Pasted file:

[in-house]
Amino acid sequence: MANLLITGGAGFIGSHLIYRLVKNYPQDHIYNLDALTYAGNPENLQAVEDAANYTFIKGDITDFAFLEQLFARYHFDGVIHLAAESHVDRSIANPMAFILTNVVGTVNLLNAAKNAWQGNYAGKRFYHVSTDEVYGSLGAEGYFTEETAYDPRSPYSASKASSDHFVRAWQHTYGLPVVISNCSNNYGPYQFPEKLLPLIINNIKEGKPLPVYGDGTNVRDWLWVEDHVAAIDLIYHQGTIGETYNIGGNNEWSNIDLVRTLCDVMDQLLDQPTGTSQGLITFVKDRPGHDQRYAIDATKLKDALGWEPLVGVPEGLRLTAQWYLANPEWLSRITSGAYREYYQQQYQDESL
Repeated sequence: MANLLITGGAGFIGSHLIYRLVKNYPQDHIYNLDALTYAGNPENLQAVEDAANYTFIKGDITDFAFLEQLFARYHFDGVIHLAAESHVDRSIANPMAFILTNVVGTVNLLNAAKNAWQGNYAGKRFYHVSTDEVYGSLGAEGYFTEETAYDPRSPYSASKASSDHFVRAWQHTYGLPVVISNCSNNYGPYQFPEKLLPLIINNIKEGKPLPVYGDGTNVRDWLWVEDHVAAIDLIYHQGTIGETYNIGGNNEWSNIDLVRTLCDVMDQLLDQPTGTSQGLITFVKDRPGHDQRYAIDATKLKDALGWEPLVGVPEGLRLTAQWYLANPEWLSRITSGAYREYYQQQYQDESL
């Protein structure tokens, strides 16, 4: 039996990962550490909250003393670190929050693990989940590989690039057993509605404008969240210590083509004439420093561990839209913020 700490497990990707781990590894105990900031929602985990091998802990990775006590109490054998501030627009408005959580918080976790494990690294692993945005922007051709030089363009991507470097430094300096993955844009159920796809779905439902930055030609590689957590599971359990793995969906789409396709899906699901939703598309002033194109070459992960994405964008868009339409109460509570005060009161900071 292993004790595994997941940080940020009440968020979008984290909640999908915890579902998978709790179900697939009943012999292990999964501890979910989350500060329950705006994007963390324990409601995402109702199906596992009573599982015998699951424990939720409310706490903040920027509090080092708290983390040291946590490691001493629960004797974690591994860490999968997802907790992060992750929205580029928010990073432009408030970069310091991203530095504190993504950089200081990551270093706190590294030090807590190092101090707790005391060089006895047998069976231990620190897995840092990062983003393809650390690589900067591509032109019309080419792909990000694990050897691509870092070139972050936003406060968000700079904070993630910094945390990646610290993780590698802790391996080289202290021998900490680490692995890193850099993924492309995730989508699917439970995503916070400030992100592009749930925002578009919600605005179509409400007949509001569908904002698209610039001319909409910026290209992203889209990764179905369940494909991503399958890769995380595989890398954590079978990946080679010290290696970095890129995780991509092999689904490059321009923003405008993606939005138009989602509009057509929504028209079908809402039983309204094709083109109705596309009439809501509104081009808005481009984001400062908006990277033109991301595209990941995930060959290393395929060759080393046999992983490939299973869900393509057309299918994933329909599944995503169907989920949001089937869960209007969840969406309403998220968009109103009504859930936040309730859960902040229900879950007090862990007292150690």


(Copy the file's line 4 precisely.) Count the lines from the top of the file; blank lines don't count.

């Protein structure tokens, strides 16, 4: 039996990962550490909250003393670190929050693990989940590989690039057993509605404008969240210590083509004439420093561990839209913020 700490497990990707781990590894105990900031929602985990091998802990990775006590109490054998501030627009408005959580918080976790494990690294692993945005922007051709030089363009991507470097430094300096993955844009159920796809779905439902930055030609590689957590599971359990793995969906789409396709899906699901939703598309002033194109070459992960994405964008868009339409109460509570005060009161900071 292993004790595994997941940080940020009440968020979008984290909640999908915890579902998978709790179900697939009943012999292990999964501890979910989350500060329950705006994007963390324990409601995402109702199906596992009573599982015998699951424990939720409310706490903040920027509090080092708290983390040291946590490691001493629960004797974690591994860490999968997802907790992060992750929205580029928010990073432009408030970069310091991203530095504190993504950089200081990551270093706190590294030090807590190092101090707790005391060089006895047998069976231990620190897995840092990062983003393809650390690589900067591509032109019309080419792909990000694990050897691509870092070139972050936003406060968000700079904070993630910094945390990646610290993780590698802790391996080289202290021998900490680490692995890193850099993924492309995730989508699917439970995503916070400030992100592009749930925002578009919600605005179509409400007949509001569908904002698209610039001319909409910026290209992203889209990764179905369940494909991503399958890769995380595989890398954590079978990946080679010290290696970095890129995780991509092999689904490059321009923003405008993606939005138009989602509009057509929504028209079908809402039983309204094709083109109705596309009439809501509104081009808005481009984001400062908006990277033109991301595209990941995930060959290393395929060759080393046999992983490939299973869900393509057309299918994933329909599944995503169907989920949001089937869960209007969840969406309403998220968009109103009504859930936040309730859960902040229900879950007090862990007292150690």